Fentanyl’s deadly grip haunts family of 17-year-old daughter
One innocent looking pill; Hannah Cupp, 17, loses life to insidious drug
One choice. One pill. One life.
Sommer Cupp of Prescott Valley describes her 17-year-old stepdaughter’s death from a fentanyl overdose on March 22 in those succinct, albeit powerful, words.
Hannah Cupp died peacefully in her bedroom after taking one innocent-looking pill with ravenous contents.
Perhaps Hannah trusted the person who left the pill with her, yet she suffered a cruel fate because of it. A toxicology report conducted at the scene revealed a 95% positive test for fentanyl, an extremely potent synthetic opioid pain reliever.
“Hannah didn’t know it,” Sommer said of the pill’s dangers from her family’s home on April 22. “… She was told it was something else.”
Hannah was not a drug addict. Far from it, in fact. She had a good life. Her curiosity may have gotten the better of her, as so often happens with young people.
Sommer and her husband of 15 years, Michael Cupp, 41, raised Hannah together. They kept a strong bond. Not until the last week of Hannah’s life were red flags visible. She had been driving back and forth from Phoenix and hanging out with a mysterious boyfriend.
For three days prior to her death, Hannah was locking her bedroom door; her boyfriend apparently sneaking in and out. The door was not locked the morning of April 22, however.
Michael, Hannah’s biological father, and Sommer describe their concerns with Hannah’s boyfriend from the Phoenix area, a young man they did not know well enough.
Michael was not oblivious to the boyfriend’s demeanor. As any good father would, he spoke with Hannah about his reservations.
“We’d just carry on conversations all the time,” Michael said. “There was one boy that I had a bad feeling about.”
A GOOD FAMILY
Hannah didn’t graduate from high school, but she earned her GED and was excited about starting a career in cosmetology after attending beauty school. Sommer home schooled Hannah for 2-1/2 years.
A portrait of Marilyn Monroe hung in Hannah’s bedroom. Hannah had a gift for beautification.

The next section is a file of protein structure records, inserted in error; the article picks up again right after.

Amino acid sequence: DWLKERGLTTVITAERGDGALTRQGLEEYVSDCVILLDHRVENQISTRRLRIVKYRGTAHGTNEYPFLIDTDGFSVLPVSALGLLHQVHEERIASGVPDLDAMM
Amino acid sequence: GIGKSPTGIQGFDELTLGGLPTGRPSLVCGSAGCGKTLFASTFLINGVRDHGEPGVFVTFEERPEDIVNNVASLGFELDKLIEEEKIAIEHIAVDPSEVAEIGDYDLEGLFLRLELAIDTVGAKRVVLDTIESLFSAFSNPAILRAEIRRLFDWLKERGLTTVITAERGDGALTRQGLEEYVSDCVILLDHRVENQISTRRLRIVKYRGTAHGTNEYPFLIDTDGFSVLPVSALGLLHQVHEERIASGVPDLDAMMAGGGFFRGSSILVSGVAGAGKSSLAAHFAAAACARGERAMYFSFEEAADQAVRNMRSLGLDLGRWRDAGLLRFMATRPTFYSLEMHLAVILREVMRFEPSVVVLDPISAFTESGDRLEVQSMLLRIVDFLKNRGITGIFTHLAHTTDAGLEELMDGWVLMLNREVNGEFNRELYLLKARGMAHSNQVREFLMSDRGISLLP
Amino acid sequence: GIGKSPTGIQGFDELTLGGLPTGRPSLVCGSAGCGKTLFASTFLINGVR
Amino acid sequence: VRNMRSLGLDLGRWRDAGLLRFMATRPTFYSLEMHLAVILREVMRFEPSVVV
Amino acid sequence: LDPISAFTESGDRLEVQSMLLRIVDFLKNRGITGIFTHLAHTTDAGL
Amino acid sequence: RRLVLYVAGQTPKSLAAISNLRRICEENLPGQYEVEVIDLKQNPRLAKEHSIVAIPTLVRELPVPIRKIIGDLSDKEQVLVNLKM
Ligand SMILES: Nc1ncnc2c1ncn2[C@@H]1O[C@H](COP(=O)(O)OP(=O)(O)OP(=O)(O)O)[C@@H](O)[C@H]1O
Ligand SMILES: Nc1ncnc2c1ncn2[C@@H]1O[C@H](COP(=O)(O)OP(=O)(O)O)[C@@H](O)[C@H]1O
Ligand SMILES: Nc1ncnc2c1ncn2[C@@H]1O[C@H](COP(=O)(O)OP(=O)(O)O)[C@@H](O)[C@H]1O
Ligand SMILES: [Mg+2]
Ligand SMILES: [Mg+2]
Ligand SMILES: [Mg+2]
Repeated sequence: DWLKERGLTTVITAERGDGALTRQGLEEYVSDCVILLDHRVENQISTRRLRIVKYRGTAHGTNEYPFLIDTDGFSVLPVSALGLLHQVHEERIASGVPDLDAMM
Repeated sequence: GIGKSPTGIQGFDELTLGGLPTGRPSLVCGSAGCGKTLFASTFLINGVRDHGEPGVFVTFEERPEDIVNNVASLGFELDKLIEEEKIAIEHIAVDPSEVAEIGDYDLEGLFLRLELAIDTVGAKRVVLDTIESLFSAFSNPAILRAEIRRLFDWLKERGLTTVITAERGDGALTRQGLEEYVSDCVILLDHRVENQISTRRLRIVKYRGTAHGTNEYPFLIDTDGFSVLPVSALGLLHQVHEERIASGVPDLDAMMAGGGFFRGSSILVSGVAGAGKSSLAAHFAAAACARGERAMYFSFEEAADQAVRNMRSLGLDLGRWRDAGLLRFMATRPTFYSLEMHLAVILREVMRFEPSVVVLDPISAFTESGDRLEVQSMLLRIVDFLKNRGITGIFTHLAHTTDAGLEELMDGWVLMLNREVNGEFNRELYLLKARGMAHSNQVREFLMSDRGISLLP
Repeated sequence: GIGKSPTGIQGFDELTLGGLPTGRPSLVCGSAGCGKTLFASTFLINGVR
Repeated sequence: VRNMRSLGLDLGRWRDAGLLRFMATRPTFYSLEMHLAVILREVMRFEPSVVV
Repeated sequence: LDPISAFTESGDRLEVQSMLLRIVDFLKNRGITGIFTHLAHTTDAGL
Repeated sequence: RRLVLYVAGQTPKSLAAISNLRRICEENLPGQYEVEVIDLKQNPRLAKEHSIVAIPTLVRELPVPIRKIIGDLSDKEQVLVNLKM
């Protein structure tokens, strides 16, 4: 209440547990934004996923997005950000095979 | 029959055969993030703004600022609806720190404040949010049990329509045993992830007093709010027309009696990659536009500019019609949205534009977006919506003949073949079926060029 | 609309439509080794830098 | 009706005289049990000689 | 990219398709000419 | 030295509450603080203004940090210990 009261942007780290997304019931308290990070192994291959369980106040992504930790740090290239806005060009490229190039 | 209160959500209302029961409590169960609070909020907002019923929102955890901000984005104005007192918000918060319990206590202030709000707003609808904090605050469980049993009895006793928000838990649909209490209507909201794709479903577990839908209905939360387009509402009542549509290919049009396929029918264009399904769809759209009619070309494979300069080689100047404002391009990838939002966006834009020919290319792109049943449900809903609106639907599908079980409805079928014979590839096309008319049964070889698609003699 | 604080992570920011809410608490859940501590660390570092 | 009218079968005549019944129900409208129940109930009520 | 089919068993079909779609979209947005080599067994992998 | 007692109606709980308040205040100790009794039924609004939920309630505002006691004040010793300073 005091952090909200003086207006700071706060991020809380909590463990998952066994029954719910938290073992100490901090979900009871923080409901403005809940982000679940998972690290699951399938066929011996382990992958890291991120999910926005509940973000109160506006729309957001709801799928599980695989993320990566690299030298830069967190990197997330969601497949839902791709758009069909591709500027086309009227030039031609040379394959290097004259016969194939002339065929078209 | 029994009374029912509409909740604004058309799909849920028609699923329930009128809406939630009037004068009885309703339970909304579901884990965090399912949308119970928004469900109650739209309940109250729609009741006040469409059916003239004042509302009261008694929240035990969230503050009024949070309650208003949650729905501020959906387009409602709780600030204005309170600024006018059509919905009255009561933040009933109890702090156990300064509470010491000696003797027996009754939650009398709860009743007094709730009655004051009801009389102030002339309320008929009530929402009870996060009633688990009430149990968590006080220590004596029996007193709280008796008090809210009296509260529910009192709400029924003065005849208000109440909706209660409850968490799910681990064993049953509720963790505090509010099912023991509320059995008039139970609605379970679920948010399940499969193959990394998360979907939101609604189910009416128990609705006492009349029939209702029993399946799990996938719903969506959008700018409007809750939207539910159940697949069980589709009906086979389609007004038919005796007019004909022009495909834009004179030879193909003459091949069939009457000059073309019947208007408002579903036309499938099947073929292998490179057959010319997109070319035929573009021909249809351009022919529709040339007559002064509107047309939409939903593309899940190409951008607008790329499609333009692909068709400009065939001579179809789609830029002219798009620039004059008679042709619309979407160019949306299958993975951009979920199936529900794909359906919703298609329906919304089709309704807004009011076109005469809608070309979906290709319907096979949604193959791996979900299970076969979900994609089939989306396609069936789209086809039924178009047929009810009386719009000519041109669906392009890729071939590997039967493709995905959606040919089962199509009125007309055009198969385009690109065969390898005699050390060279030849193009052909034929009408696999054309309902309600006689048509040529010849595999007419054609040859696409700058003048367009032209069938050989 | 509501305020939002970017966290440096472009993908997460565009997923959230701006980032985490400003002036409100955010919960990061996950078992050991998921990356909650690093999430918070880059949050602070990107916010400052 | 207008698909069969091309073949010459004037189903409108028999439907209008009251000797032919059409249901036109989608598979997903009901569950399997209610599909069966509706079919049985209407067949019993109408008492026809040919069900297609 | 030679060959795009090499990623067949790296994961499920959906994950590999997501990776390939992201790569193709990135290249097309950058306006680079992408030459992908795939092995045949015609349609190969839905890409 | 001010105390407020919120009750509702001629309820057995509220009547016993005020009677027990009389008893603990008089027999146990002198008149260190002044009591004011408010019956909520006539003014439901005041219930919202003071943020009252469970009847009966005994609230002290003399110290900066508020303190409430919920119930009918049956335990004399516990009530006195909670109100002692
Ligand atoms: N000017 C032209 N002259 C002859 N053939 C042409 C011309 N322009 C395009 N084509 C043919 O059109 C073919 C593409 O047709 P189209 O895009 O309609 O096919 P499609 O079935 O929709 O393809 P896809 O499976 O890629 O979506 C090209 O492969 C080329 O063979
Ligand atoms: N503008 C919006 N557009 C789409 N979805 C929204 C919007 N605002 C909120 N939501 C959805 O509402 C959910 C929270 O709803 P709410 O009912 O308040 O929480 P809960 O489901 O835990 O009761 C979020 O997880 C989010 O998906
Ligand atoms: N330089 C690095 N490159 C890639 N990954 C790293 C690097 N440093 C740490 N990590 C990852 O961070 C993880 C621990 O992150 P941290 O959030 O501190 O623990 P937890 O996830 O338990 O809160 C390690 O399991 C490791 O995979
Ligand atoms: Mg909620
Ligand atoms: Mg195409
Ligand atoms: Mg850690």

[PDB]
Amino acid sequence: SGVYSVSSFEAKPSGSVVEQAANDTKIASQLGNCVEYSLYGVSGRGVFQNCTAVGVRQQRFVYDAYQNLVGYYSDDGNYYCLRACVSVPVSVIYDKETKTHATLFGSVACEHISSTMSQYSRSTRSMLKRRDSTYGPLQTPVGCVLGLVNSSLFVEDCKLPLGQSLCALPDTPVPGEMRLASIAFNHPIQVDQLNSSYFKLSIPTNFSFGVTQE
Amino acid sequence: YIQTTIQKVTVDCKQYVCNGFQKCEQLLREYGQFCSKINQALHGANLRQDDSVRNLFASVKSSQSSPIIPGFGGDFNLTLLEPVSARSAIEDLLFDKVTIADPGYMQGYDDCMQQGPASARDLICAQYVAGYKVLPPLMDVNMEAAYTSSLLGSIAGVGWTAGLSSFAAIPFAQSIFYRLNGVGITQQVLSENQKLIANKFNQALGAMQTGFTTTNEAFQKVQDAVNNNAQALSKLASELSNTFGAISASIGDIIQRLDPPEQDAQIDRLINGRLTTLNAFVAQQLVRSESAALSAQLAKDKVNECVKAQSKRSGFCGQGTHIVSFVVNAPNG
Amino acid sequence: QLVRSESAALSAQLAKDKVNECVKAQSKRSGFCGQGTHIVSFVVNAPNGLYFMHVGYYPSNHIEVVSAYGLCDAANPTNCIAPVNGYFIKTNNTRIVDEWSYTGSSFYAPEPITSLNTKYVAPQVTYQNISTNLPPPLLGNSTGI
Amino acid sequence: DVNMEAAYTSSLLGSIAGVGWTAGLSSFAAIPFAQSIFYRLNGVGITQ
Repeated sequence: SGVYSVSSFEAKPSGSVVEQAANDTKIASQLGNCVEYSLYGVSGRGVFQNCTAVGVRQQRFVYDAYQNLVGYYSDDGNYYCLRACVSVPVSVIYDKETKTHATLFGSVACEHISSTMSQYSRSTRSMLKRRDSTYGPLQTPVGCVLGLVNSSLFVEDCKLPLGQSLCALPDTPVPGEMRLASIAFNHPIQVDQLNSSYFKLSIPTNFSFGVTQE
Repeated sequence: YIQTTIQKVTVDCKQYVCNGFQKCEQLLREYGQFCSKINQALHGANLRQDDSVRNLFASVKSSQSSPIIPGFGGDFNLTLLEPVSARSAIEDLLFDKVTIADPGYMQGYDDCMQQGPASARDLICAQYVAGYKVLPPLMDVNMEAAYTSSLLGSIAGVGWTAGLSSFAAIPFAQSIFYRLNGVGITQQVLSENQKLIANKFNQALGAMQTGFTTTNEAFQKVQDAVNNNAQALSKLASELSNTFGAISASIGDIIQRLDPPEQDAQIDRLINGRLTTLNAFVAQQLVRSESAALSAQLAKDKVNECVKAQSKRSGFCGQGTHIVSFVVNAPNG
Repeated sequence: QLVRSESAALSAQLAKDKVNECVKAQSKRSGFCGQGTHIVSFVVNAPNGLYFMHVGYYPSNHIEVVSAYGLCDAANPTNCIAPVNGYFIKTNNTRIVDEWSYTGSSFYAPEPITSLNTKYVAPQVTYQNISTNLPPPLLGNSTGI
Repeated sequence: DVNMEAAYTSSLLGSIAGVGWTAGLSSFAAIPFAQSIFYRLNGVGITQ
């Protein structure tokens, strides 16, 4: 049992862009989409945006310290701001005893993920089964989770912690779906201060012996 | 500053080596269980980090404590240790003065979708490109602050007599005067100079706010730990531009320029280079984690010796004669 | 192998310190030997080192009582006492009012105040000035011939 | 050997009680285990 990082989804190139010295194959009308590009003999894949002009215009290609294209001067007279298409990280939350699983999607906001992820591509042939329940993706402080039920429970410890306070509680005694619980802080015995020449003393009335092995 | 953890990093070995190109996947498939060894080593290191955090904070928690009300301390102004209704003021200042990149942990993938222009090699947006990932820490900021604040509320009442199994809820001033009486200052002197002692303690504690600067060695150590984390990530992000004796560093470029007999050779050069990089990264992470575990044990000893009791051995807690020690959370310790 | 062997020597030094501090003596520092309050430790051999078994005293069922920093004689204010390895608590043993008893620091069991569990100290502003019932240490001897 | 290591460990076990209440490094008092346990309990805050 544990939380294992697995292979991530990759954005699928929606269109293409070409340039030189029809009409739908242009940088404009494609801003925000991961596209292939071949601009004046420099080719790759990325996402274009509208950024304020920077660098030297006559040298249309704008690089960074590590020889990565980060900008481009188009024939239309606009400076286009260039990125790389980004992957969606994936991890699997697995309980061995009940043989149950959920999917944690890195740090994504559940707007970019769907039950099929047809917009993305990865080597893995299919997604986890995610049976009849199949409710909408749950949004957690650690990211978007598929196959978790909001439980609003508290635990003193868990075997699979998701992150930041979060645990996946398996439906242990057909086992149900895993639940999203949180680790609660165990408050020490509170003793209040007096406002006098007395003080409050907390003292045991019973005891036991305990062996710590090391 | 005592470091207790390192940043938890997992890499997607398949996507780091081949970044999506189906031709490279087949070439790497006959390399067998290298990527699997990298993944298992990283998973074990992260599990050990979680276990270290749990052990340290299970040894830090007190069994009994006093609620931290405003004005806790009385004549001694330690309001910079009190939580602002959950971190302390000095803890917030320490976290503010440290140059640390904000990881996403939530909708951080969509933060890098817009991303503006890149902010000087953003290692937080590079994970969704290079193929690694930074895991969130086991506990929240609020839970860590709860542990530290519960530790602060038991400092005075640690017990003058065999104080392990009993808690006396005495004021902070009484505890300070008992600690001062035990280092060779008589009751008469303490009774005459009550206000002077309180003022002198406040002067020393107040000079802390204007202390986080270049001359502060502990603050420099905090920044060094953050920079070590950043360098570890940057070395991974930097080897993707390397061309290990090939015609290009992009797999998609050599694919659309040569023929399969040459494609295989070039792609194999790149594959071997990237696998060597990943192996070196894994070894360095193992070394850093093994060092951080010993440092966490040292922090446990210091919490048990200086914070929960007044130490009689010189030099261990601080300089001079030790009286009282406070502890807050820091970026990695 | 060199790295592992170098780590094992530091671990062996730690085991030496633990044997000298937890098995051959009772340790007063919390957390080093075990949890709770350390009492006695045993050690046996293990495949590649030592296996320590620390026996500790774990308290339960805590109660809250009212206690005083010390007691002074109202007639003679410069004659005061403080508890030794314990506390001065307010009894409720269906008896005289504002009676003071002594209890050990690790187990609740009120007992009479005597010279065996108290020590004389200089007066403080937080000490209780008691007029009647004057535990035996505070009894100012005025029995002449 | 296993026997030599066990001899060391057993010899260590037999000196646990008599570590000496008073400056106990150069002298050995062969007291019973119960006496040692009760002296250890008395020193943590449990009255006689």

“Her friends flocked here to get their makeup done,” Michael said.
Hannah journaled a lot, something her paternal grandmother, Charlene McKee, noticed. Hannah’s maturity jumped off the pages of her journal, making her one bad choice difficult to comprehend.
“She set goals, kept track of her expenses in spiral notepads,” McKee said. “She paid her own bills, and put that in there. She offered to pay for her cellphone and her car. She was a good girl.”
Before the coronavirus pandemic, Hannah was a server at Buffalo Wild Wings in Prescott Valley for 1-1/2 years, and Michael said she was a hard worker. She enjoyed helping customers.
But after the pandemic struck, Hannah lost her job. She may have had too much time on her hands, Michael says.
He blames boredom for Hannah experimenting with that one pill. Hannah knew the dangers of drug experimentation, particularly fentanyl, her family says.
“Hannah stood for ‘no more fentanyl,’” Sommer said.
THE DAY LIFE CHANGED
The day of her death, Michael and Sommer were at the house. They didn’t go into Hannah’s room initially because she tended to sleep in. During the mid-afternoon, Hannah’s 11-year-old half-sister, Randi-Rayne Cupp, and Michael were in the driveway washing Hannah’s white Ford pickup truck — the one Michael bought for her.
At one point, Michael asked Randi to wake up Hannah. Upon entering her room, Randi sensed something was wrong. She got scared and had a bad feeling in her stomach.
Hannah was found lifeless, clutching her cellphone in a fetal position.
In the wake of her passing, Hannah leaves behind so many people who loved her. They have been ravaged by this. The family is currently going through therapy and grief counseling, and a minister from a local church has lent support. A memorial service for Hannah will be scheduled once the coronavirus threat subsides.
“It’s time to do something [about fentanyl],” Michael said. “Time is up.”
Facebook posts have been flooding in, even from people who didn’t know Hannah that well.
One day, the Cupps received a 3-foot-tall bouquet of sunflowers from a girl who wasn’t close to Hannah, but knew her nonetheless. She had penned a heartfelt note, which the Cupps kept.
Sommer does not share blood relations with Hannah, but Hannah may as well have been her child. Sommer met Hannah when she was 18 months old and they soon became close.
“She was likable, loving, caring, smart and intelligent,” Sommer said of Hannah.
McKee, a 45-year resident of Dewey, and Randi feel the pain every day, too, as much as Michael and Sommer. They want to stop fentanyl’s death grip — now.
“There’s got to be a way to have people held accountable [for possessing fentanyl],” McKee said regarding fentanyl prosecutions. “Something needs to be done. We need to enlighten parents. This is critical, and it’s an awful drug.”
Michael said all of Hannah’s close friends see the tragedy in her death.
“I never thought I’d be losing my daughter,” he added. “Everything was perfectly fine.”
Randi’s perspective on Hannah shined even more light on how special her half-sister was.
“I want her to be remembered as how beautiful and kind she was, and how much she impacted me,” Randi said. “She would do my makeup or do a TikTok [short-video app] with me, help me with my homework.”
Follow Doug Cook on Twitter at @dougout_dc. Email him at firstname.lastname@example.org or call 928-445-3333, ext. 2039.
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